The spin rate of pre-collapse stellar cores: wave driven angular momentum transport in massive stars

Jim Fuller1 California Institute of Technology & Kavli Institute for Theoretical Physics
Matteo Cantiello Kavli Institute for Theoretical Physics
Daniel Lecoanet University of California at Berkeley
Eliot Quataert University of California at Berkeley



The core rotation rates of massive stars have a substantial impact on the nature of core collapse supernovae and their compact remnants. We demonstrate that internal gravity waves (IGW), excited via envelope convection during a red supergiant phase or during vigorous late time burning phases, can have a significant impact on the rotation rate of the pre-SN core. In typical (\(10 \, M_\odot \lesssim M \lesssim 20 \, M_\odot\)) supernova progenitors, IGW may substantially spin down the core, leading to iron core rotation periods \(P_{\rm min,Fe} \gtrsim 50 \, {\rm s}\). Angular momentum (AM) conservation during the supernova would entail minimum NS rotation periods of \(P_{\rm min,NS} \gtrsim 3 \, {\rm ms}\). In most cases, the combined effects of magnetic torques and IGW AM transport likely lead to substantially longer rotation periods. However, the stochastic influx of AM delivered by IGW during shell burning phases inevitably spin up a slowly rotating stellar core, leading to a maximum possible core rotation period. We estimate maximum iron core rotation periods of \(P_{\rm max,Fe} \lesssim 10^4 \, {\rm s}\) in typical core collapse supernova progenitors, and a corresponding spin period of \(P_{\rm max, NS} \lesssim 400 \, {\rm ms}\) for newborn neutron stars. This is comparable to the typical birth spin periods of most radio pulsars. Stochastic spin-up via IGW during shell O/Si burning may thus determine the initial rotation rate of most neutron stars. For a given progenitor, this theory predicts a Maxwellian distribution in pre-collapse core rotation frequency that is uncorrelated with the spin of the overlying envelope.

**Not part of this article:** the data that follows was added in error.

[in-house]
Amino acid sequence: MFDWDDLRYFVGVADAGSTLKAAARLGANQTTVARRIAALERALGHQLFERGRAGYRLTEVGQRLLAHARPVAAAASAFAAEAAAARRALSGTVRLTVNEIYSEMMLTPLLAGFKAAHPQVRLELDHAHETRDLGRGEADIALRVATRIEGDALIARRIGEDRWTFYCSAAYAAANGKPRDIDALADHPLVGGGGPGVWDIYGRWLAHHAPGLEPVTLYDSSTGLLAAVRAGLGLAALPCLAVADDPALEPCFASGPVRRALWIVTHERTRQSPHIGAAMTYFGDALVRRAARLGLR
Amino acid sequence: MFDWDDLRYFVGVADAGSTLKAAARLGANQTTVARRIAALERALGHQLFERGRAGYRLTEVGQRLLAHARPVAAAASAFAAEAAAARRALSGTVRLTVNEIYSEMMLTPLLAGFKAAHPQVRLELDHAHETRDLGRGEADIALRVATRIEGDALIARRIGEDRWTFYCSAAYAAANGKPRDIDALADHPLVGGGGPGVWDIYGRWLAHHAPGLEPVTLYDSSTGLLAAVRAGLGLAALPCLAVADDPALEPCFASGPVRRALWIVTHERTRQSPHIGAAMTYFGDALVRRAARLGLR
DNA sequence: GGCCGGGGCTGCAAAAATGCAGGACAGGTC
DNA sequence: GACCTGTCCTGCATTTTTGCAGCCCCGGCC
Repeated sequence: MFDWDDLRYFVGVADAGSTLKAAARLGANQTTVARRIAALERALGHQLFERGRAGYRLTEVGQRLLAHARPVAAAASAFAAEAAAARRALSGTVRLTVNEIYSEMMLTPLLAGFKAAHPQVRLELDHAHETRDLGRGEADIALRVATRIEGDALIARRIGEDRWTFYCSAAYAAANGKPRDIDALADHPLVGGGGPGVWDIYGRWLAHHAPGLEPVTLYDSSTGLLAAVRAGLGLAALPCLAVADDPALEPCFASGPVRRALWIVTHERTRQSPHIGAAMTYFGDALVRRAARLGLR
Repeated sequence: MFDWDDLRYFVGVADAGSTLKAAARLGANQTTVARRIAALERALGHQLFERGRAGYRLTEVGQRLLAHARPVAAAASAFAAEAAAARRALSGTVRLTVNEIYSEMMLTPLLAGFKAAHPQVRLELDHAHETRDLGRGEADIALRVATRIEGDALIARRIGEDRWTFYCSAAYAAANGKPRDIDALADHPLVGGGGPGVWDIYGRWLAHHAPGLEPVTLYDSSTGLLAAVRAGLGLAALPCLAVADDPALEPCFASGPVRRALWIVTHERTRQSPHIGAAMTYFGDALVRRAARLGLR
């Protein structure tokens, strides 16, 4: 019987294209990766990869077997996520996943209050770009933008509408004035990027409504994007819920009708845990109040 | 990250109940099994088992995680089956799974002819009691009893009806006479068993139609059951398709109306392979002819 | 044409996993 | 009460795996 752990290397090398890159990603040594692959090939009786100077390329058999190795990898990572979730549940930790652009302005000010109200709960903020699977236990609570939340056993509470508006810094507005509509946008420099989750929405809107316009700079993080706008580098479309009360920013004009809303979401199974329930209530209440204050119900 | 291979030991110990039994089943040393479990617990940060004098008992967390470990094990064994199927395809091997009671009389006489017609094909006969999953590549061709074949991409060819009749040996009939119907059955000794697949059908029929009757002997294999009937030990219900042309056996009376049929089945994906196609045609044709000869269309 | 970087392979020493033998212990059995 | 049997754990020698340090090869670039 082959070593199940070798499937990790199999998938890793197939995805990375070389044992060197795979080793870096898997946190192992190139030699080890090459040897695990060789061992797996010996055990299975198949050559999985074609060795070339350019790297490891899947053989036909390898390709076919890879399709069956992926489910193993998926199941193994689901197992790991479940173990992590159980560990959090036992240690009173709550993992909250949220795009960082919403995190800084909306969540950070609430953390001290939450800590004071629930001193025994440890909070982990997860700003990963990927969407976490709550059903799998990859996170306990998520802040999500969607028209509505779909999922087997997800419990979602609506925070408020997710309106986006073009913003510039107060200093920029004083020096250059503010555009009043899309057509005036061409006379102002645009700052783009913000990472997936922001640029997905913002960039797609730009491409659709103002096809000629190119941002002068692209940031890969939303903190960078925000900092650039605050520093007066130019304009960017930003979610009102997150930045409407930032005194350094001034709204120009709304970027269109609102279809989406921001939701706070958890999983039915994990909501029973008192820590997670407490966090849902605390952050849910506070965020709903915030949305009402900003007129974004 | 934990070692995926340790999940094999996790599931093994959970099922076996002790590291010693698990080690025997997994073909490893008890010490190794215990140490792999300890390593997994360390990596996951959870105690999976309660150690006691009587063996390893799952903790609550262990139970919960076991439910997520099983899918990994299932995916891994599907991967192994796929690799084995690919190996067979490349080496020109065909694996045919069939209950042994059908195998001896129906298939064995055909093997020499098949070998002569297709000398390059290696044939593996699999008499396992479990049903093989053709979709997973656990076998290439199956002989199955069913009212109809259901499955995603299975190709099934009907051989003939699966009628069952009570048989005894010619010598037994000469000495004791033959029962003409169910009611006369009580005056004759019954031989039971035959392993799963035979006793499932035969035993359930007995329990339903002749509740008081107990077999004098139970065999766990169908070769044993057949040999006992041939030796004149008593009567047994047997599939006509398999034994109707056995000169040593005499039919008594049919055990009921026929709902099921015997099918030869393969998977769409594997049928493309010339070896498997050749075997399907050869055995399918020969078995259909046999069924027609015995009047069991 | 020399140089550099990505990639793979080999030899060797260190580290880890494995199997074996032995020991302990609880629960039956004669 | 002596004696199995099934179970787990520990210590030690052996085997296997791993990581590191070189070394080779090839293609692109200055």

Rotation is a key player in the drama that unfolds upon the death of a massive star. The angular momentum (AM) contained in the iron core and overlying layers determines the rotation rate at core collapse (CC), which could have a strong impact on the dynamics of CC and the subsequent supernova (see e.g MacFadyen et al., 1999; Woosley et al., 2002; Woosley et al., 2006; Yoon et al., 2006)<